Orchards leave upwards of 40% of their crop unharvested due to fruit dropping off the trees onto the orchard floor. We are looking to change that.
With support from the USDA, research and analysis support from Cornell University, we are teaching orchards across the United States that they can safely harvest ground fruit to turn into hard cider.
Our solution will:
- Provide a model HACCP plan for the harvest and processing of ground apples into cider intended for fermentation into hard cider
- Write a position paper with citations that producers and consumers can use to educate themselves and their stakeholders about cider for fermentation from ground apples.
- Demonstrate to orchards and producers through educational field days and orchard visits.
Do you want updates, HACCP templates, opportunities for field days?
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Issue 1: Apple Drops are Left Unharvested
Orchards leave upwards of 40% of their crop unharvested due to apples dropping off the trees and onto the ground. These apples are referred to in different locations as drops, windfalls, or ground apples. This unharvested crop is a huge waste for the orchard and unrealized economic potential.
Issue 2: Juice for Hard Cider Producers has not reached full potential
Cideries (producers or purchasers of wholesale cider for the fermentation of cider into hard cider) do not have a steady supply of cider from fully ripe apples (high sugar, tannin, and acid fruit). The juice which is readily available has not reached full potential sugar and taste profile due to being pressed from apples that are harvested prior to being fully ripe. Apples picked for fresh eating (hand apples) are picked prior to full sugar ripeness in order to provide better handling, transportation, cold-storage, and shelf-life. Most other cider-making areas of the world (examples: England, Spain, France) make their hard cider from ground harvested (fully ripe) fruit.
Issue 3: Loss of Economic Opportunities
Cideries frequently purchase apple cider (or juice or concentrate) from suppliers outside of Indiana, due to a lack of available Indiana produced cider, resulting in lost economic opportunities for Indiana communities.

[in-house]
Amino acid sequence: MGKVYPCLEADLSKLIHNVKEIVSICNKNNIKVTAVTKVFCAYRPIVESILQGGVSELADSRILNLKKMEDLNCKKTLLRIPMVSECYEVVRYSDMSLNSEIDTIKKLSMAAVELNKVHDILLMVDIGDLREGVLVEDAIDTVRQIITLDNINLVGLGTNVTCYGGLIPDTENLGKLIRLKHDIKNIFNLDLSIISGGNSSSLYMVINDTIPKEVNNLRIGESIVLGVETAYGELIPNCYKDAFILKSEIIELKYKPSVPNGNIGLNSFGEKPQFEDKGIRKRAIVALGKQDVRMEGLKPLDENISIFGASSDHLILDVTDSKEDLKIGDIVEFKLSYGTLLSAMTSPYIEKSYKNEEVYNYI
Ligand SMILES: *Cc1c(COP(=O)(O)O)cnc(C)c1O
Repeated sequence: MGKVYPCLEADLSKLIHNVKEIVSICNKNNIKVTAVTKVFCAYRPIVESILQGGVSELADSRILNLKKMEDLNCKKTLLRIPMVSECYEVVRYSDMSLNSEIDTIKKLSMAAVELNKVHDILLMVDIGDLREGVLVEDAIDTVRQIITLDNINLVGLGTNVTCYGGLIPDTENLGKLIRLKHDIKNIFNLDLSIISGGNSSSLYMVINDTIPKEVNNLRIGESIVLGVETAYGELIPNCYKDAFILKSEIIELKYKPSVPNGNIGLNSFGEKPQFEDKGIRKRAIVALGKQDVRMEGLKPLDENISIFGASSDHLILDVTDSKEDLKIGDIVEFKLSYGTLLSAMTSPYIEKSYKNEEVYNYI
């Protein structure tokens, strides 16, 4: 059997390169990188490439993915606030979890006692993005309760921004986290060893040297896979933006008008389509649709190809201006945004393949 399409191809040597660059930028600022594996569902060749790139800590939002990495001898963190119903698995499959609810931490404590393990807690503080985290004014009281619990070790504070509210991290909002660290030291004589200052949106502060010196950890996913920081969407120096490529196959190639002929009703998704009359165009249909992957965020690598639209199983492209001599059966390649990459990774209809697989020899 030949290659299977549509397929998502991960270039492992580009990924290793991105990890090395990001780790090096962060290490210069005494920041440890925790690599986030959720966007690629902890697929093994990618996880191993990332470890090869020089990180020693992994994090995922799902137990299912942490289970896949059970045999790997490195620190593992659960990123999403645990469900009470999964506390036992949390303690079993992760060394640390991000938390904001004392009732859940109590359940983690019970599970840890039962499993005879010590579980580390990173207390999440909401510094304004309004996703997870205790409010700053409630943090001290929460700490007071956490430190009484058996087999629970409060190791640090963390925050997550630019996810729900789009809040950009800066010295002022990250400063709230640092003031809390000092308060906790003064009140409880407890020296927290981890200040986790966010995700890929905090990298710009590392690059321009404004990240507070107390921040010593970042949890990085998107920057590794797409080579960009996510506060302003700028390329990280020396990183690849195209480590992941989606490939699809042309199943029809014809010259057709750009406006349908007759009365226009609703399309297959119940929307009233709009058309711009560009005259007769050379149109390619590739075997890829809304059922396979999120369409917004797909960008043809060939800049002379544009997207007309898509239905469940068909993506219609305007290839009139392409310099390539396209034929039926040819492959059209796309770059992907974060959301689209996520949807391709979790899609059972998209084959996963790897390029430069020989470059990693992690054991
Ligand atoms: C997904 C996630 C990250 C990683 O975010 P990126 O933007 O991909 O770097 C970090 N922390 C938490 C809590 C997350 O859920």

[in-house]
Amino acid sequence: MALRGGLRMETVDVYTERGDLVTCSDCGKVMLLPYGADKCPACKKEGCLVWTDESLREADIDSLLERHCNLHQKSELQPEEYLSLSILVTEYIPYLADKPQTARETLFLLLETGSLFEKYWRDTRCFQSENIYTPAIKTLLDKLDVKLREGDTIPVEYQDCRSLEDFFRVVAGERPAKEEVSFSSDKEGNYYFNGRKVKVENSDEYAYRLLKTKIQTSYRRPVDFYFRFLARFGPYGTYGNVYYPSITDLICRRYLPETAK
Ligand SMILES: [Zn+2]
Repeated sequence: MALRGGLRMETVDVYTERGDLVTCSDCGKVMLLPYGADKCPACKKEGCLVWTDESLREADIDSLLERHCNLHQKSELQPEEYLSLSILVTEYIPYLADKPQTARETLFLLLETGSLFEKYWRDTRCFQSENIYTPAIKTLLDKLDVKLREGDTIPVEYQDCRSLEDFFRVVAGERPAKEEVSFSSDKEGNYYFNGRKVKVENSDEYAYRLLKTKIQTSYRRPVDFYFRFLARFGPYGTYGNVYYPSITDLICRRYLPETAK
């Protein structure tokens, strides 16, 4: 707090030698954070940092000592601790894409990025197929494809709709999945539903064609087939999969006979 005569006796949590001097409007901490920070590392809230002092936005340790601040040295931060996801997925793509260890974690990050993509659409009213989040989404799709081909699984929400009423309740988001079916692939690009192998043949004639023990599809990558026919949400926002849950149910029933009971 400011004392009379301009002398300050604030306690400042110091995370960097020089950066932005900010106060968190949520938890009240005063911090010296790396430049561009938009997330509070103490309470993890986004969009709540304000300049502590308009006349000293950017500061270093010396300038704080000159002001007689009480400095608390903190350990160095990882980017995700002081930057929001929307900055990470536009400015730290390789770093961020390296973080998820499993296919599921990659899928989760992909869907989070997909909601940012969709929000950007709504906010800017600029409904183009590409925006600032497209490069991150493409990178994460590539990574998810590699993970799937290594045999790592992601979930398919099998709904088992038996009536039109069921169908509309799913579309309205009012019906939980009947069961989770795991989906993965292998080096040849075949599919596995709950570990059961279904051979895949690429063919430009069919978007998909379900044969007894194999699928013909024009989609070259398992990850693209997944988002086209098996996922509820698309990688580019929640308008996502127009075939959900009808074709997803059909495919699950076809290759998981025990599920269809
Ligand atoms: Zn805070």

- All orchards surveyed in Indiana and surrounding states are not pressing ground apples for cider intended for fermentation into hard cider. All orchards surveyed reported that they do not harvest ground apples due to a lack of understanding of what is required for them to safely (HACCP Plan) and legally (position paper with citations) harvest ground apples for fermentation into hard cider. Several orchards and cideries noted issues with other supply partners, insurance companies, or regulatory bodies as presenting too great an obstacle to make ground harvest fruit economically viable.
- The production of hard cider is growing double digits each year for the past 10 years according to the American Cider Association.
- Indiana has had seven new cideries in the past 10 years. Examples: Ash & Elm Cidery, Friendly Beasts, Ambrosia, Slaughter Orchard & Cidery.
- Indiana has multiple wineries which have started producing hard cider in recent years. Examples: McClures Orchard & Winery, Owen Valley Winery, Oliver Winery, Huber Winery.
Model HACCP Plan
- The first objective (deliverable) is to create a HACCP Plan for the harvest and processing of ground apples into cider intended for fermentation into hard cider.
- This HACCP plan will be implemented and tested through third party validation of both the plan (Quality Assurance) and the subsequent results (Inspection).
- The second objective (deliverable) is to write a position paper with citations that producers and consumers can use to educate themselves and their stakeholders about cider for fermentation from ground apples. These stakeholders include orchards, cider mills, cideries, wholesale juice buyers, insurance companies, local health departments, and financial partners.
- The third objective is to share both of the above deliverables with the stakeholders identified above through educational field days and orchard demonstrations.
- Off-orchard presentations will be made (or have been applied for) at ACA CiderCon, USApple Annual Meeting, Great Lakes Fruit & Vegetable Expo, Indiana Small Farm Conference, and Indiana Hort Congress.
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If you have any questions or comments, please fill out the form below, and we will follow up with you.
Title: Safe Harvest and Processing of Traditional and Ground Harvest Apples for Hard Cider
Authors: Dr. Clayton H. Slaughter, Tara B. Slaughter, Zachary G. McIntosh
USDA Specialty Crop Block Grant 2023
Awardee: Slaughter Farms LLC dba Slaughter Orchard & Cidery